Technical Debt: A get out of jail free card, courtesy of Ward Cunningham, for delivering nothing for a while, yet keeping your job. Throughout which one may also actually fix some technical issues of a system.
Second, how come you accumulate technical debt? There are various reasons (justifications?) around for creating technical debt like Martin Fowler's 'quick to do but is messy' way of adding functionality to a system rather than a 'cleaner design'.
This is the way I see it. You need to add a piece of functionality to a system. The system is nice abstraction, nicely flowing. Either;
- you are new to the system, there is nobody left to ask, not much time to properly understand, you just shoehorn some code that barely makes it do what you want it to do.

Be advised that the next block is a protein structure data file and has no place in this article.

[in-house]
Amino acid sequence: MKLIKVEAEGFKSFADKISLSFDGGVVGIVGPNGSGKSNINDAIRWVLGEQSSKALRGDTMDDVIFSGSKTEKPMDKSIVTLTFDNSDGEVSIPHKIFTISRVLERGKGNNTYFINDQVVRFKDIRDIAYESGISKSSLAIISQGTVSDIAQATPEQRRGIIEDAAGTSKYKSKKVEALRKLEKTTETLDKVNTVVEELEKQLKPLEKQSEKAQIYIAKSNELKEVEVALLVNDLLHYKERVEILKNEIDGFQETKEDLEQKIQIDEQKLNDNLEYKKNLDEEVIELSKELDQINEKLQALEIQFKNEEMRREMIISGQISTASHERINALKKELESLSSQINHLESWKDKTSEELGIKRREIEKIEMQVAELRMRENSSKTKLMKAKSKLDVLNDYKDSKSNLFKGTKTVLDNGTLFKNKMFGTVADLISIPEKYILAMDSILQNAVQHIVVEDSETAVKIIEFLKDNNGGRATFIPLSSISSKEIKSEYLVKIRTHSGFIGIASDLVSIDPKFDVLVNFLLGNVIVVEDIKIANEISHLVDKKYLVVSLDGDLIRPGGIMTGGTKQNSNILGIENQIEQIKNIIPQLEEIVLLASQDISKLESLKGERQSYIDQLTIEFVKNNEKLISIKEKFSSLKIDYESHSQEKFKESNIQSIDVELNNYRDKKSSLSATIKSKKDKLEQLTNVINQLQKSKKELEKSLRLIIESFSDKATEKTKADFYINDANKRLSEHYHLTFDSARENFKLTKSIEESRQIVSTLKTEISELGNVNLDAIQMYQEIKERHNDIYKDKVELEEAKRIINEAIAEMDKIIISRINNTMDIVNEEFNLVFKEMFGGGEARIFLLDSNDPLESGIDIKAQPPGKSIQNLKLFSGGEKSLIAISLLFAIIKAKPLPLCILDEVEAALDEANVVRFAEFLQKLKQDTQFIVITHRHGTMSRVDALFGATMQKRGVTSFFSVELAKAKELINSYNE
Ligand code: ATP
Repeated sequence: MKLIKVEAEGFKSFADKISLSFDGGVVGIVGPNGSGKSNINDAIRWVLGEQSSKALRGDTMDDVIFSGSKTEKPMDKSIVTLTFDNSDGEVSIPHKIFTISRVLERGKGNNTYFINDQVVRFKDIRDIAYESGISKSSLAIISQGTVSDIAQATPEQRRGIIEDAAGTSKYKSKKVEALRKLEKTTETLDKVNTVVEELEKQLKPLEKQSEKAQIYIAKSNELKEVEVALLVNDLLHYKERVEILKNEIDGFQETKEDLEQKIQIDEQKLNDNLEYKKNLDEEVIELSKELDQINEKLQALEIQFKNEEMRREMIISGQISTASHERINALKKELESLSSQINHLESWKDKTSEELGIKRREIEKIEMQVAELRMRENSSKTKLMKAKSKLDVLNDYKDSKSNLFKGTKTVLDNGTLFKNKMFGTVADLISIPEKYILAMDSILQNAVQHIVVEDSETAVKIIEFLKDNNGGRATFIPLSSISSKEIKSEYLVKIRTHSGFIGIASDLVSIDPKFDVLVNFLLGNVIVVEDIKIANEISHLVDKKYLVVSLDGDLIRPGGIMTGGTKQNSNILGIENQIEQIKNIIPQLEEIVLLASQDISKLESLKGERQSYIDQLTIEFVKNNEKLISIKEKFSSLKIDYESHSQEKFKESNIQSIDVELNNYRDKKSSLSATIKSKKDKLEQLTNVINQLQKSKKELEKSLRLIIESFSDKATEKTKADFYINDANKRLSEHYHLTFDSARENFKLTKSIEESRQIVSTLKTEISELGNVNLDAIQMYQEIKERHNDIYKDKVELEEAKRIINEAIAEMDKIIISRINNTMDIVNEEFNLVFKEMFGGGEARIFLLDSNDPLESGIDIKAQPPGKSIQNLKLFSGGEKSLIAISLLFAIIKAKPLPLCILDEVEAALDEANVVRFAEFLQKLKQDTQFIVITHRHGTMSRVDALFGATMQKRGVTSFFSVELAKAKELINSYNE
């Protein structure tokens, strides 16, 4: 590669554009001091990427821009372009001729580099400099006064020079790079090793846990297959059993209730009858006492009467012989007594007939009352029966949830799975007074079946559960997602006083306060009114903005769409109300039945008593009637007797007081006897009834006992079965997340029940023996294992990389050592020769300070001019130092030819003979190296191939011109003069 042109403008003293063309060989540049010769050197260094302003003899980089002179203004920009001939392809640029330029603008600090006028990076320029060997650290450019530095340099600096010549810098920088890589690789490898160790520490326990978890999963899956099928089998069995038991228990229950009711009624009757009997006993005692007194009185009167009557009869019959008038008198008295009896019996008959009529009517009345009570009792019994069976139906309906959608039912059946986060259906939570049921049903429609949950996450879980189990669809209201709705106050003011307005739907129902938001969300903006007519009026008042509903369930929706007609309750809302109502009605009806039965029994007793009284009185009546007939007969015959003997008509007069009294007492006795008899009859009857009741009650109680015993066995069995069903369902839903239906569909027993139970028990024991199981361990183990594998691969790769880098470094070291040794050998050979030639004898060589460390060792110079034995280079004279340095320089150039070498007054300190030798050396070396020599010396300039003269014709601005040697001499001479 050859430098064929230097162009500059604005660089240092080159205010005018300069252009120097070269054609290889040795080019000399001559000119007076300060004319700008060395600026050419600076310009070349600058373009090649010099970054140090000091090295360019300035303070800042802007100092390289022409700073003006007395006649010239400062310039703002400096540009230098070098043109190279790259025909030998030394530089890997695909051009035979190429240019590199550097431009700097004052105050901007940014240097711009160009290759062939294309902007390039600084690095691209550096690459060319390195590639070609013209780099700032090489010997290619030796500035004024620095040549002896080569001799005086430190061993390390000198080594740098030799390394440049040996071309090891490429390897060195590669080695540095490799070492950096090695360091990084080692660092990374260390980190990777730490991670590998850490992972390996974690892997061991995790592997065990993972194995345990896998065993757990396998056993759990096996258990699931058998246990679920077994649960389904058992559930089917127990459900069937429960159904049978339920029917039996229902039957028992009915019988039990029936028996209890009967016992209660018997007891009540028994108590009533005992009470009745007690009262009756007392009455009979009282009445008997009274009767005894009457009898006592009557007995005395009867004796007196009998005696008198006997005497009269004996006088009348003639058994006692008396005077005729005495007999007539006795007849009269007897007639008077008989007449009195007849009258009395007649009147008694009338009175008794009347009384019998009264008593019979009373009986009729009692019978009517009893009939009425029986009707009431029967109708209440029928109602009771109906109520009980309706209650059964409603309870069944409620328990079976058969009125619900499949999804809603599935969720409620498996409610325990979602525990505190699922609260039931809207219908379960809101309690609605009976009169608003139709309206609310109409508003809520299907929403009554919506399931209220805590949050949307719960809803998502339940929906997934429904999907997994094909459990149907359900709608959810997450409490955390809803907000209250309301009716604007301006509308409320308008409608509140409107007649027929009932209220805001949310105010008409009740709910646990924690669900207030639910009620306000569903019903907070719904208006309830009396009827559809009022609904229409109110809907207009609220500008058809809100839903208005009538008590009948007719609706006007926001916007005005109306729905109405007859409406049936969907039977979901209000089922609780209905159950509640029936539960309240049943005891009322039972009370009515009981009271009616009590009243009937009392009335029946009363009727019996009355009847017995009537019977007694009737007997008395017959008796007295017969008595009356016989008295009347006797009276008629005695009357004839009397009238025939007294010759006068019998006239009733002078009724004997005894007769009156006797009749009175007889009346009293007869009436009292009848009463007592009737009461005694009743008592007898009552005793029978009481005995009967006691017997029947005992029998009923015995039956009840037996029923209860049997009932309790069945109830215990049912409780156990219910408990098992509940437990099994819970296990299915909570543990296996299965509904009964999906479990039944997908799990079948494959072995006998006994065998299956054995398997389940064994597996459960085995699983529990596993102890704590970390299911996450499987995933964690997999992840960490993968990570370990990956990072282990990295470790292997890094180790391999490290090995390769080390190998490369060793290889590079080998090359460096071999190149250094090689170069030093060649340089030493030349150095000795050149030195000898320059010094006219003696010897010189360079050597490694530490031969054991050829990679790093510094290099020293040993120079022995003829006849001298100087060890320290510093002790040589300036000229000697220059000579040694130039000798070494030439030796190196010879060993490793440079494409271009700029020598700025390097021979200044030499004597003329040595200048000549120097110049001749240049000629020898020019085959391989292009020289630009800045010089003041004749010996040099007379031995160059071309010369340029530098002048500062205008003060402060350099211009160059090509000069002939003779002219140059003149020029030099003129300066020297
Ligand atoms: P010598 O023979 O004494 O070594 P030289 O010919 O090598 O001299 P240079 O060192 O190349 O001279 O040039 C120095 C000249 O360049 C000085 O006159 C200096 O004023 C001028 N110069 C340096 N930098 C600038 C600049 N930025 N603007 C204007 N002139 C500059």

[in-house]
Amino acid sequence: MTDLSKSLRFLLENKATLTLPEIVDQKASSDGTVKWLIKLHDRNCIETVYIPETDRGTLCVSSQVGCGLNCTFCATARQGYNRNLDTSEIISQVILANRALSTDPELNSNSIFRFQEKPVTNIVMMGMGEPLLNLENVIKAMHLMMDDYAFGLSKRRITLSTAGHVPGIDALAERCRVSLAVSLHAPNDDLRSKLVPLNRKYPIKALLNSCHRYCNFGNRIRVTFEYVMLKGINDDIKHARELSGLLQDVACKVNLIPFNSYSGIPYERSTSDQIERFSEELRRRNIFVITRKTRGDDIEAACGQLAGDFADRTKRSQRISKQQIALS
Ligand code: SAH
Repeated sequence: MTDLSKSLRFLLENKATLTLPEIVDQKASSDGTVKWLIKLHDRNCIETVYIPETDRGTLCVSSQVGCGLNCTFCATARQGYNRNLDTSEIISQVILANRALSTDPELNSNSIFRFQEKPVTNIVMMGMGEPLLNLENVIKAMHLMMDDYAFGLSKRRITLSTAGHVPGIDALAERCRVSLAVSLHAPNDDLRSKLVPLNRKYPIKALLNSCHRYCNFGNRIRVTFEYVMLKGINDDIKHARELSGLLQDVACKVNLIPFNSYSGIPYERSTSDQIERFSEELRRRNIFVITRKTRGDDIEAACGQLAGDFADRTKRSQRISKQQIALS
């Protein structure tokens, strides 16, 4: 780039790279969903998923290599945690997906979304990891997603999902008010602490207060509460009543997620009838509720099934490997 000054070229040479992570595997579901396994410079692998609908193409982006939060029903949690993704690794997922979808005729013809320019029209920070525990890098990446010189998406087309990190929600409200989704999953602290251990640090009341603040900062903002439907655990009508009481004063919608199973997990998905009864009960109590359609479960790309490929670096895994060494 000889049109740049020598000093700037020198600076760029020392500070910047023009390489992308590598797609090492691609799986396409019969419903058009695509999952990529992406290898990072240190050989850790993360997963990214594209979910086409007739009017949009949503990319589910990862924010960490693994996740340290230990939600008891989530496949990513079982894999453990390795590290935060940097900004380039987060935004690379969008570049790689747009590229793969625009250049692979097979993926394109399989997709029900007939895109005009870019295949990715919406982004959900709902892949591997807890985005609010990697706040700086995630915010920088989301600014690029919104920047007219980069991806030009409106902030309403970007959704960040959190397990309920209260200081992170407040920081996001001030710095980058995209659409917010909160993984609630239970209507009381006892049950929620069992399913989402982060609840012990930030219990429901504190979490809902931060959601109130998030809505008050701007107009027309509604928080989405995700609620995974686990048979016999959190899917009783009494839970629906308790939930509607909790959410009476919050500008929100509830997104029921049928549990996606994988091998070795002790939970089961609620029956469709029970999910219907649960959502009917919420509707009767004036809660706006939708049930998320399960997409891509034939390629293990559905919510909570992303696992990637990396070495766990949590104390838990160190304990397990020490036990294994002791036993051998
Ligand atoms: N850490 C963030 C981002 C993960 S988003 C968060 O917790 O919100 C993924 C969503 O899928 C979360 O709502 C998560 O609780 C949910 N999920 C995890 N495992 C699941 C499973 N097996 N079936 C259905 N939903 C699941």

- or the system is built on some axiom (like it only works for luner rovers, little gravity, not any level of gravity but you need it to work on venus) but you still go ahead and hack it in.
- or the system was build by chimp child programmers so it is a technical default that needs an Angela Merkel style austerity plan.
This is the trick; you need a plan! Paying off Technical Debt must mean actually fixing the system.
Have a plan; This is where the system is now -> this is where I want it to be when it is all over. Correct the abstractions, re-aligning the axioms to reflect the current design at hand, remove unnecessary complexity. *
Once someone described me a technical debt effort to me once as: 'They are adding a cache here, a lock there, trying to mend the thing but most of that software needs a good re-work' Adding a cache here, a lock there is not paying your technical debt, it is force programming. That creates, guess what, more of the same.
Don't force program.
* Quick disclaimer: I do not mean future proof a design or create a 'save the software industry' framework. I am talking about a proper think through the issue in hand at the moment.